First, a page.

....


http://www.cyclingweekly.co.uk/news/latest-news/west-midlands-police-prosecuting-drivers-effective-way-improve-cyclists-safety-284043
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Measuring what we value: Prioritizing public health to build prosperous regions

Biking ElsewhereVia Transportation for America

A new package of case studies released today by T4America, in partnership with the American Public Health Association, showcases a range of strategies that metro area planning agencies can use to strengthen the local economy, improve public health outcomes for all of their residents, promote social equity and better protect the environment.

CDC APHA health case studies

Today, we’re launching Measuring what we value: Prioritizing public health to build prosperous regions, four short case studies that extend our previous work on data-driven decision-making for choosing transportation projects.
...

http://t4america.org/2016/09/22/measuring-what-we-value-prioritizing-public-health-to-build-prosperous-regions/

[B' Spokes: Or from what I learned from my involvement in our Metropolitan planning organization: "What gets measured gets done." ]
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FITNESS APP DATA ACCURACY IN COUNTING PED & BIKE COMMUTERS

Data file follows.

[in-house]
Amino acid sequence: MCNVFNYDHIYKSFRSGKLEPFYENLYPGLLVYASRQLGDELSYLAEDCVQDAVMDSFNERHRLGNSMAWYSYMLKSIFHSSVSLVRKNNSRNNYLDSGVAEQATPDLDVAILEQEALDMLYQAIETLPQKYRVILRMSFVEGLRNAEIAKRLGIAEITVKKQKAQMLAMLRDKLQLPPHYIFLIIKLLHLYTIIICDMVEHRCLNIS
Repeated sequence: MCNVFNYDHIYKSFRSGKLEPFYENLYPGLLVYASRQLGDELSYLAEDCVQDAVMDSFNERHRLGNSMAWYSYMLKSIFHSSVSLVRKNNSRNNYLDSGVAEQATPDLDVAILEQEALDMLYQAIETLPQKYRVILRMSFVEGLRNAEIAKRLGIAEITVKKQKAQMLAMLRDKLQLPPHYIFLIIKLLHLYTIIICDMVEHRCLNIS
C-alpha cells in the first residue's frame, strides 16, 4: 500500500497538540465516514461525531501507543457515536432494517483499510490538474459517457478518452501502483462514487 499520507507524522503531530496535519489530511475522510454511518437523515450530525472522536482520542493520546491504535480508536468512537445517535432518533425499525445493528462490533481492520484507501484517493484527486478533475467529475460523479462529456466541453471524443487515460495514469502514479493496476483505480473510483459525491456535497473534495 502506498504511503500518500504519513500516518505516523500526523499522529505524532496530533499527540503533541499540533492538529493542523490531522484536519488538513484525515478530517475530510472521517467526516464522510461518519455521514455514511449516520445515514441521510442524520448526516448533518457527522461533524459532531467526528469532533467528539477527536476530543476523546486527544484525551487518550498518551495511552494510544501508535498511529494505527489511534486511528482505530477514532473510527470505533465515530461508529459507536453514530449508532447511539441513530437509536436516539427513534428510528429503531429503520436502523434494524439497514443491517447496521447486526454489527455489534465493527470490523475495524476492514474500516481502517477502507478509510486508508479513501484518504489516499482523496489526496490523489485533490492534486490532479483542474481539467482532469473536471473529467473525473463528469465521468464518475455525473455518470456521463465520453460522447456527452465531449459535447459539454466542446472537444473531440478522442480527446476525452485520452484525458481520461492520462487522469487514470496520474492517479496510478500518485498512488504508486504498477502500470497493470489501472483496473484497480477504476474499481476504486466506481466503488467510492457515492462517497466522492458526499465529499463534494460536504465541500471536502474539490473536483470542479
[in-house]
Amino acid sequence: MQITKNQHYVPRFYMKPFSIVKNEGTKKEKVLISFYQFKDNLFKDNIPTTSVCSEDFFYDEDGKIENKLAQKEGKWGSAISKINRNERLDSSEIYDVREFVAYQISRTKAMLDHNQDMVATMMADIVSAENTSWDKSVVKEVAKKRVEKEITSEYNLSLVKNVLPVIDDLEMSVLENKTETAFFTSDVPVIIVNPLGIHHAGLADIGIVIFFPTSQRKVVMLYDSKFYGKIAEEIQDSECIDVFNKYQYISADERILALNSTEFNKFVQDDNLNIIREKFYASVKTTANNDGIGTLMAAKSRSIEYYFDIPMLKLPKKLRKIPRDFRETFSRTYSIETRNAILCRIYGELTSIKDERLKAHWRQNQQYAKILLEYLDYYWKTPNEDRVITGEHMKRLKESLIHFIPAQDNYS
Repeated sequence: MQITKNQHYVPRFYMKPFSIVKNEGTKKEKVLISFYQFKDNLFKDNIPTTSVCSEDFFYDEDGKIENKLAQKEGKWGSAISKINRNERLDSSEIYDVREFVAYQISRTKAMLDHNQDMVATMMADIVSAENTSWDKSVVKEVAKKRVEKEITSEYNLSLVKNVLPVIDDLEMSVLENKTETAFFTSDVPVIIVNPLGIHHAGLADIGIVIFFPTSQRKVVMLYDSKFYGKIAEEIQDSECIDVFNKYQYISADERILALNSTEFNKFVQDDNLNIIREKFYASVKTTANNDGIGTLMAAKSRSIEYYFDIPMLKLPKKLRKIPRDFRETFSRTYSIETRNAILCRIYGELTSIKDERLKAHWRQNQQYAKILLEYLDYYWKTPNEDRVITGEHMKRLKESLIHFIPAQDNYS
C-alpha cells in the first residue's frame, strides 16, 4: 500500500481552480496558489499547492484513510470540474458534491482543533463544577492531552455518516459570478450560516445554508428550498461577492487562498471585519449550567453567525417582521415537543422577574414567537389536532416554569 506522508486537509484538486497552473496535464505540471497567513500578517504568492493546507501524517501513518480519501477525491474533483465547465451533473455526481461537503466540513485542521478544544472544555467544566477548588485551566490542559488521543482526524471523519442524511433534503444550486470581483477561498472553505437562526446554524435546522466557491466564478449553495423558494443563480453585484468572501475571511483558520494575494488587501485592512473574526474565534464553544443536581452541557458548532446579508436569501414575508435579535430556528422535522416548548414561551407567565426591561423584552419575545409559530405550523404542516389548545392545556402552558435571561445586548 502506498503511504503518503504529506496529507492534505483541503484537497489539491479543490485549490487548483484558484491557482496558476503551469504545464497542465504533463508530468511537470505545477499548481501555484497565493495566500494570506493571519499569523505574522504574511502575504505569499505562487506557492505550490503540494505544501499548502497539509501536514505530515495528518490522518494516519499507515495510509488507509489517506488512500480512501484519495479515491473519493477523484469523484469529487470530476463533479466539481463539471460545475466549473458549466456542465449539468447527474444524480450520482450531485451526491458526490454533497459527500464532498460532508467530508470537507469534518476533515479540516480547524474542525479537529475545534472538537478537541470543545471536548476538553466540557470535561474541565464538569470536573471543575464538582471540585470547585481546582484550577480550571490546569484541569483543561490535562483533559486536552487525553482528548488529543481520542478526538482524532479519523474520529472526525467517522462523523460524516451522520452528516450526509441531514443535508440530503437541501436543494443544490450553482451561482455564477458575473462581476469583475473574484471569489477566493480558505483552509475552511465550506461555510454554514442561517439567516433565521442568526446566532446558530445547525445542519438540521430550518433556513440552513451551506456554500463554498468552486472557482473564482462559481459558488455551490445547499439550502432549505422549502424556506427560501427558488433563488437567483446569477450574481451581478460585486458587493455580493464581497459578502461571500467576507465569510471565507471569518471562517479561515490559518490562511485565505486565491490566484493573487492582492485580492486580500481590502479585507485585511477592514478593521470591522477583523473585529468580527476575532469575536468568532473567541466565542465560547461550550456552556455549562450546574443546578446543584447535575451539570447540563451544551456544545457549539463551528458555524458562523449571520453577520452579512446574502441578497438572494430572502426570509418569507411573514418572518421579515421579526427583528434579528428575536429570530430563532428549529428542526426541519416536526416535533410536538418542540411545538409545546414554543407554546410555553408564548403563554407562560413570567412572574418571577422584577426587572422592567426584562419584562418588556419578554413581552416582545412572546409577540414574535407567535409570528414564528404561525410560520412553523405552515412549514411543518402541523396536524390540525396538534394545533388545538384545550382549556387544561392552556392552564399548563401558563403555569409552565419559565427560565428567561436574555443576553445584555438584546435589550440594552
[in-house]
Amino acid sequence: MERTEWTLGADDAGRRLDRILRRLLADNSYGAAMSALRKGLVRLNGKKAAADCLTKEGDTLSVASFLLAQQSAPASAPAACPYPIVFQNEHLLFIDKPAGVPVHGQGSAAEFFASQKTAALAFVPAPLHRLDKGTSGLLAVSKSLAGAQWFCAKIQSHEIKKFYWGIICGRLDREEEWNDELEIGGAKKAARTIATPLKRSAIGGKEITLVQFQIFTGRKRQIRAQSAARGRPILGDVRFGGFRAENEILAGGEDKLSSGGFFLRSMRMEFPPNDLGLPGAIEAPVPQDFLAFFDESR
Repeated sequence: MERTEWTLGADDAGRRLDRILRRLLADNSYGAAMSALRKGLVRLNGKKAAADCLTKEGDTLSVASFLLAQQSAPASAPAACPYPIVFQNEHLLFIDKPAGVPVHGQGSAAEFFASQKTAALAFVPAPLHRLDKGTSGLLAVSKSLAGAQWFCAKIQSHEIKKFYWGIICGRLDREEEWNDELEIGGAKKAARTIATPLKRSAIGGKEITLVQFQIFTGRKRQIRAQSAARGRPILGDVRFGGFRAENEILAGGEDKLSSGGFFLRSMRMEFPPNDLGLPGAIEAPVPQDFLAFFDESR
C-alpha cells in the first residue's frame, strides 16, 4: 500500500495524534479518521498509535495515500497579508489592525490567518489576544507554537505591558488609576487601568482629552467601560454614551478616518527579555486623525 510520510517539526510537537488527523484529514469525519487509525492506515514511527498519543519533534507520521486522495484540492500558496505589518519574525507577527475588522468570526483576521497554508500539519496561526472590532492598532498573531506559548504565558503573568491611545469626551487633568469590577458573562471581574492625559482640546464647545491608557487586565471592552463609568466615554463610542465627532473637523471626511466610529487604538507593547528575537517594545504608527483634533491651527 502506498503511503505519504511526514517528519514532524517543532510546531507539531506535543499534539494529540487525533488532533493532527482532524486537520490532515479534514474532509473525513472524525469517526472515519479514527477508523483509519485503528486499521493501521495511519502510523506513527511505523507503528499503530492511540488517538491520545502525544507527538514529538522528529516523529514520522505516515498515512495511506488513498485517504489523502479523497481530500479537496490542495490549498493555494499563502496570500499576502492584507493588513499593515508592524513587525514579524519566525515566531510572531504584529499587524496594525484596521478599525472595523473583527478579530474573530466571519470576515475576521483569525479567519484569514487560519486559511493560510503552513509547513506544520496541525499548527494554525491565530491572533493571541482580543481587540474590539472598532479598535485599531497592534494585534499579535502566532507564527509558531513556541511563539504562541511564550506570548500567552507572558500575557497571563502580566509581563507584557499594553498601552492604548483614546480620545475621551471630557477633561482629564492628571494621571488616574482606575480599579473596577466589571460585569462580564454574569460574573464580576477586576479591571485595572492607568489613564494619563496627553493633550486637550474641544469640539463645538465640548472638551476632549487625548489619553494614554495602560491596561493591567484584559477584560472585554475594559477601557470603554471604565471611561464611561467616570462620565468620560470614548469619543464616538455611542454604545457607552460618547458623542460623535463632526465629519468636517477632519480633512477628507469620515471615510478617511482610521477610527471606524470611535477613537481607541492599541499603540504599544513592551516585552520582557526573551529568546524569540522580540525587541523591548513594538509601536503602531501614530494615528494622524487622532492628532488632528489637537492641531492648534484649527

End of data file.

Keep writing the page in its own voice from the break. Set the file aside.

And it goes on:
Biking Elsewhere-> The data collected by the fitness app Strava (http://bit.ly/1WNyrcp) turns out to be a pretty accurate way to get a handle on how many people commute on foot or by bike. Fitness apps like Strava collect data about how people move around using GPS, which is less subjective. Some cities are already using its data aggregation and analysis spinoff, Strava Metro (http://bit.ly/2cQzt4B), for city planning. But fitness apps have their own problems — since the people who use them probably aren’t all that representative of the broader population. To double-check Strava’s tracking data, scientists with the Centers for Disease Control and Prevention compared it with census data in four US cities: Austin, Denver, Nashville, and San Francisco. (http://bit.ly/2diAWU3) The Strava data tracked pretty closely with what the surveys reported. http://bit.ly/2cnZkUf